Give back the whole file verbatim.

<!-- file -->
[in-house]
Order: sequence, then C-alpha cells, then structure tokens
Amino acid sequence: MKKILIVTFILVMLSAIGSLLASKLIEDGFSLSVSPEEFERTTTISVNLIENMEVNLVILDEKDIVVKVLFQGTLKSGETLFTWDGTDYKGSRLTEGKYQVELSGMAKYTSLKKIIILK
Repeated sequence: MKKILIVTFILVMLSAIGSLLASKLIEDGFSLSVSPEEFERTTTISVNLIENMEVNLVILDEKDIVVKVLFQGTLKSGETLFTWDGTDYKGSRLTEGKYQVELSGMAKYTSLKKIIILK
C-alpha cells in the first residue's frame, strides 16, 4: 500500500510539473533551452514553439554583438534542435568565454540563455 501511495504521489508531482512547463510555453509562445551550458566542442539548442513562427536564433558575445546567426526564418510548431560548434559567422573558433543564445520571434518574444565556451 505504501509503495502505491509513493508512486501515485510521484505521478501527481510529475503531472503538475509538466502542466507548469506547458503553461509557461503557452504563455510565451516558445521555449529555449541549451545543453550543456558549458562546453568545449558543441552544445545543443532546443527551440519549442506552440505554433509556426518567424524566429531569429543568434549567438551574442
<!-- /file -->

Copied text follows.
[in-house]
Order: sequence, then C-alpha cells, then structure tokens
Amino acid sequence: MKKILIVTFILVMLSAIGSLLASKLIEDGFSLSVSPEEFERTTTISVNLIENMEVNLVILDEKDIVVKVLFQGTLKSGETLFTWDGTDYKGSRLTEGKYQVELSGMAKYTSLKKIIILK
Repeated sequence: MKKILIVTFILVMLSAIGSLLASKLIEDGFSLSVSPEEFERTTTISVNLIENMEVNLVILDEKDIVVKVLFQGTLKSGETLFTWDGTDYKGSRLTEGKYQVELSGMAKYTSLKKIIILK
C-alpha cells in the first residue's frame, strides 16, 4: 500500500510539473533551452514553439554583438534542435568565454540563455 501511495504521489508531482512547463510555453509562445551550458566542442539548442513562427536564433558575445546567426526564418510548431560548434559567422573558433543564445520571434518574444565556451 505504501509503495502505491509513493508512486501515485510521484505521478501527481510529475503531472503538475509538466502542466507548469506547458503553461509557461503557452504563455510565451516558445521555449529555449541549451545543453550543456558549458562546453568545449558543441552544445545543443532546443527551440519549442506552440505554433509556426518567424524566429531569429543568434549567438551574442